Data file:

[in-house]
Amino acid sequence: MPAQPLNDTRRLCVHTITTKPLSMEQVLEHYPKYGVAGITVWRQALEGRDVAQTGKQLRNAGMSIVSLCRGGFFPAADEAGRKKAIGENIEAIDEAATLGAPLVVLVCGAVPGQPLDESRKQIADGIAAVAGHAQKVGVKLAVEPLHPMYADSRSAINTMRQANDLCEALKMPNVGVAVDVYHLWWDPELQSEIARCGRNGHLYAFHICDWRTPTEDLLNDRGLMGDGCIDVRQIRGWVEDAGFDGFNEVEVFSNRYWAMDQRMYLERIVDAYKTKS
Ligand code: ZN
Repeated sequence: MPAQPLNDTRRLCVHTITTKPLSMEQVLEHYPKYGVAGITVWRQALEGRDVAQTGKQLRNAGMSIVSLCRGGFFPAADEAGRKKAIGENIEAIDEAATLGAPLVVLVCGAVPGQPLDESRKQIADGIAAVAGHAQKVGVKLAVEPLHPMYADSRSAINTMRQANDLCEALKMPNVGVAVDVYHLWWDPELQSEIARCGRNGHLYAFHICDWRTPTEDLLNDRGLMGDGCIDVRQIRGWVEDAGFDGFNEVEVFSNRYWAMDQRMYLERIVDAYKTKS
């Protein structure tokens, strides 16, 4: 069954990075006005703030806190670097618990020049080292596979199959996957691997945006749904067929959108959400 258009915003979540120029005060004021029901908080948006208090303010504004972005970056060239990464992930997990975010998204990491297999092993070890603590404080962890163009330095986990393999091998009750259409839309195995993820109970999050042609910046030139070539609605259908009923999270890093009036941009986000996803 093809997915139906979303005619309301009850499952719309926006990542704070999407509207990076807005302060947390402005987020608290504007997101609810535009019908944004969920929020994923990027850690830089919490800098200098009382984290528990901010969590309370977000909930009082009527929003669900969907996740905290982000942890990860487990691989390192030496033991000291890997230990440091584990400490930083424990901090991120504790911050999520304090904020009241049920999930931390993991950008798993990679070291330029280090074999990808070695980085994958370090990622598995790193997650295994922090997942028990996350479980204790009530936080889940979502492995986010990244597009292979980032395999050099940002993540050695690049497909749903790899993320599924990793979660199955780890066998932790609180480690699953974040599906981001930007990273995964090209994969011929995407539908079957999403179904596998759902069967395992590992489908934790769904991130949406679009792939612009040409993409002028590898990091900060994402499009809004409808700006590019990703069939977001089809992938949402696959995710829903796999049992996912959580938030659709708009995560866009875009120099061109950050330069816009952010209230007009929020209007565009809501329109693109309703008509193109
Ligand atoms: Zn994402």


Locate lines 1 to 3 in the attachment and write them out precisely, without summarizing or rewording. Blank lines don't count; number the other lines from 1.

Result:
[in-house]
Amino acid sequence: MPAQPLNDTRRLCVHTITTKPLSMEQVLEHYPKYGVAGITVWRQALEGRDVAQTGKQLRNAGMSIVSLCRGGFFPAADEAGRKKAIGENIEAIDEAATLGAPLVVLVCGAVPGQPLDESRKQIADGIAAVAGHAQKVGVKLAVEPLHPMYADSRSAINTMRQANDLCEALKMPNVGVAVDVYHLWWDPELQSEIARCGRNGHLYAFHICDWRTPTEDLLNDRGLMGDGCIDVRQIRGWVEDAGFDGFNEVEVFSNRYWAMDQRMYLERIVDAYKTKS
Ligand code: ZN